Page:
I received a warning from Google ...... - Page 2

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Re: I received a warning from Google ......



Someone wrote:
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Not so. It just means that messages exchanged between it and your
computer are encrypted. This makes the mutual messaging "safe" in the
sense that an outsider who intercepts the messages will be unable to
read them without some effort (usually more than the likely payoff is
worth.)

But the website itself may still be or contain evil.

cheers,
wolf k.

Re: I received a warning from Google ......



Wolf K wrote:
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Thank you 'Wolf K' - your comment appreciated.

Re: I received a warning from Google ......



"~BD~" wrote:

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Never mind 3rd parties, I wouldn't trust the site itself with details
like that.

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No.



Re: I received a warning from Google ......




[...]

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Yes, but not very simple really. The problem is that you could *not*
determine that it had *not* been compromised. Most malware is going to
want to "do stuff" with the computing power it is stealing from you, if
it does that stuff - you know the machine has been compromised.

IOW, if it spews out malicious packets when you sufficiently emulate a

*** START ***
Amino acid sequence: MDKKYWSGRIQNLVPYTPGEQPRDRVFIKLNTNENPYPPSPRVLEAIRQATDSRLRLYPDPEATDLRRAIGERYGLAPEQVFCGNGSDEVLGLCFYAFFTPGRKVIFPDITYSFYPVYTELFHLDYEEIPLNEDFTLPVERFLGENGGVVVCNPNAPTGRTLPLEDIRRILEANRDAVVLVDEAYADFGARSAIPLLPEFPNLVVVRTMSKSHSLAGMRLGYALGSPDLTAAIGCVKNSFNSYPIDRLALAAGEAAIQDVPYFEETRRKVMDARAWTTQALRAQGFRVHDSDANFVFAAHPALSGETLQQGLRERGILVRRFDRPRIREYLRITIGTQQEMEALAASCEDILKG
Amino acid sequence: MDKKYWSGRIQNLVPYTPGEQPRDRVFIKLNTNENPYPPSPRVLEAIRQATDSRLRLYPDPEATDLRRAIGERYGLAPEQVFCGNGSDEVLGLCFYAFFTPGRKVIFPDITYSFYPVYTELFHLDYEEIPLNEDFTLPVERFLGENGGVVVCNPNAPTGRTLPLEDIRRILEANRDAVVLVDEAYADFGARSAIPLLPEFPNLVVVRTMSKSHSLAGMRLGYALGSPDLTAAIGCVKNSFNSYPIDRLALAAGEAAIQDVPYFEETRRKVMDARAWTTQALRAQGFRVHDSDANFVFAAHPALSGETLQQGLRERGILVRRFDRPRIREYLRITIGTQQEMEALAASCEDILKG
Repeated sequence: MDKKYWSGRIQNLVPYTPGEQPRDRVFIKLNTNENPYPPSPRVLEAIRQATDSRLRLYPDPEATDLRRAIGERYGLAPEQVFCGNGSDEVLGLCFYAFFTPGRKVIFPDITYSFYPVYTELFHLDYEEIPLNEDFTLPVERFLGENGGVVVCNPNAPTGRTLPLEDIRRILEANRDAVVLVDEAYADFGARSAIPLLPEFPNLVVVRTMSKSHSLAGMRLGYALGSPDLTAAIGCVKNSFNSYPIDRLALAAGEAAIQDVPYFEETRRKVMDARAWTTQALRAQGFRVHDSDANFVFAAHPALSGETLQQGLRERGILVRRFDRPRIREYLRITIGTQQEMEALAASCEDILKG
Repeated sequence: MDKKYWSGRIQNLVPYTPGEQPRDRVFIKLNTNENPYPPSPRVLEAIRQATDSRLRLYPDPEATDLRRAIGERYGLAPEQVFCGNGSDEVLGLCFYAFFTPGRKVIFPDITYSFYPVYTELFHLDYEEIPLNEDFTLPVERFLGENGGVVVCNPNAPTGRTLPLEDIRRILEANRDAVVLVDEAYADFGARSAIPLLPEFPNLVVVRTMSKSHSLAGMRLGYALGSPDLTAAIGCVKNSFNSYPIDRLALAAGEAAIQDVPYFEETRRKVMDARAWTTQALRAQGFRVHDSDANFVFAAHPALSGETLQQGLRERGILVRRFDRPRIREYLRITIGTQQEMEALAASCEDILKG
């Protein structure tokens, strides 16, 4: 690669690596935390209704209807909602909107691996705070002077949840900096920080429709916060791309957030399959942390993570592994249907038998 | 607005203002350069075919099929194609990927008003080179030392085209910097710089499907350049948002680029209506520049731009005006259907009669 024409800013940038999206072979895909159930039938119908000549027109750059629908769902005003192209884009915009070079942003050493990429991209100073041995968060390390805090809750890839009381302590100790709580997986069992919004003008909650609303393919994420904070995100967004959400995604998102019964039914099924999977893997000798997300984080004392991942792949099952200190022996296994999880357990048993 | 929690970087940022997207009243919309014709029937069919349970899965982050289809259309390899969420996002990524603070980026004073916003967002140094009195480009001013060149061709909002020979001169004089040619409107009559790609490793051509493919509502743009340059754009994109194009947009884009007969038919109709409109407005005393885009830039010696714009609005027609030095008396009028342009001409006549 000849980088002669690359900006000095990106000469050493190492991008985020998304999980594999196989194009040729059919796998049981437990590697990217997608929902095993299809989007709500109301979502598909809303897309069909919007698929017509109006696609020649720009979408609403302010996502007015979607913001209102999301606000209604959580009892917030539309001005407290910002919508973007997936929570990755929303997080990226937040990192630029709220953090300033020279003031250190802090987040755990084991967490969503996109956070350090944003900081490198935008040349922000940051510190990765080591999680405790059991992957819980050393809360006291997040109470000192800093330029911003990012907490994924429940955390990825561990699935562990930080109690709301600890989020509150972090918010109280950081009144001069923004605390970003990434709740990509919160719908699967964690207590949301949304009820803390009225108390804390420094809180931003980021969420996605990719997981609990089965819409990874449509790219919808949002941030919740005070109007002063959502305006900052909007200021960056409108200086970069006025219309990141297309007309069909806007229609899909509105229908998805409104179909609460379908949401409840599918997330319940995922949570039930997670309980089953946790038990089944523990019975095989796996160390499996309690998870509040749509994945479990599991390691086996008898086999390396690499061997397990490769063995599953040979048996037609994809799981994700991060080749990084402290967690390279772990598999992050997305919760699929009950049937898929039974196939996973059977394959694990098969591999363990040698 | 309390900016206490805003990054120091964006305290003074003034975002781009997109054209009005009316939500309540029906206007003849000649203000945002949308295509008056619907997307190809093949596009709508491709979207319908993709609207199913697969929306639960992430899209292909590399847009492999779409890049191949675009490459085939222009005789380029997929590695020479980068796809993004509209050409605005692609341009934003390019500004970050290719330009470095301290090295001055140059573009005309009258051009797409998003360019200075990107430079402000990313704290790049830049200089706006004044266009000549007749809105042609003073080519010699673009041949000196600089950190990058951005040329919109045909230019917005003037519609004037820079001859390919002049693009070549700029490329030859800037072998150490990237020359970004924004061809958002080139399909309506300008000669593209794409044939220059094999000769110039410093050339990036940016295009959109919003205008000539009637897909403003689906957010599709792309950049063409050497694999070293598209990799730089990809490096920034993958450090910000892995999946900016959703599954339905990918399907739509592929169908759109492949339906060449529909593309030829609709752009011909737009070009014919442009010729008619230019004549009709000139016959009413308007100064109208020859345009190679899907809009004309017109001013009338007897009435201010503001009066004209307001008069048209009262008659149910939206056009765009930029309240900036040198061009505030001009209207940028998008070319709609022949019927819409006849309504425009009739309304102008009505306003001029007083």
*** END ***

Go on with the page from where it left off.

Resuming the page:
networking environment for it (or use a "test network"), that's a pretty
good indicator. However, If it doesn't do any obvious stuff, it doesn't
mean anything at all.





Re: I received a warning from Google ......



FromTheRafters wrote:
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Hmmmmm! :)  Thanks for that. 'Ant' said quite simply, "no"!

I said - on another group:-

 > I wonder how many realise that installing an anti-virus programme
 > > *after* a machine has already been compromised might well give
 > > comfort to the user ...... but provide absolutely NO protection from
 > > malware!

Dustin Cook said in reply:-

"*That's not true, BD*. In fact, if the malware is known to the
antivirus app, there's a very good chance it can be removed without harm
to the system."

**

I'd also said:-

 > > In other words, today's 'nasties' can (and do) protect themselves
 > > when subjected to what they consider an attack! Bad news!

Dustin Cook responded:-

"They don't do anything "new" today that they couldn't do back in the
80s and 90s. "rootkit" on windows is another word for stealth, it just
sounds better in newsprint."

**

/I/ think *Dustin* is wrong. I believe that installing an anti-virus
programme on an already compromised machine is, in all probability, a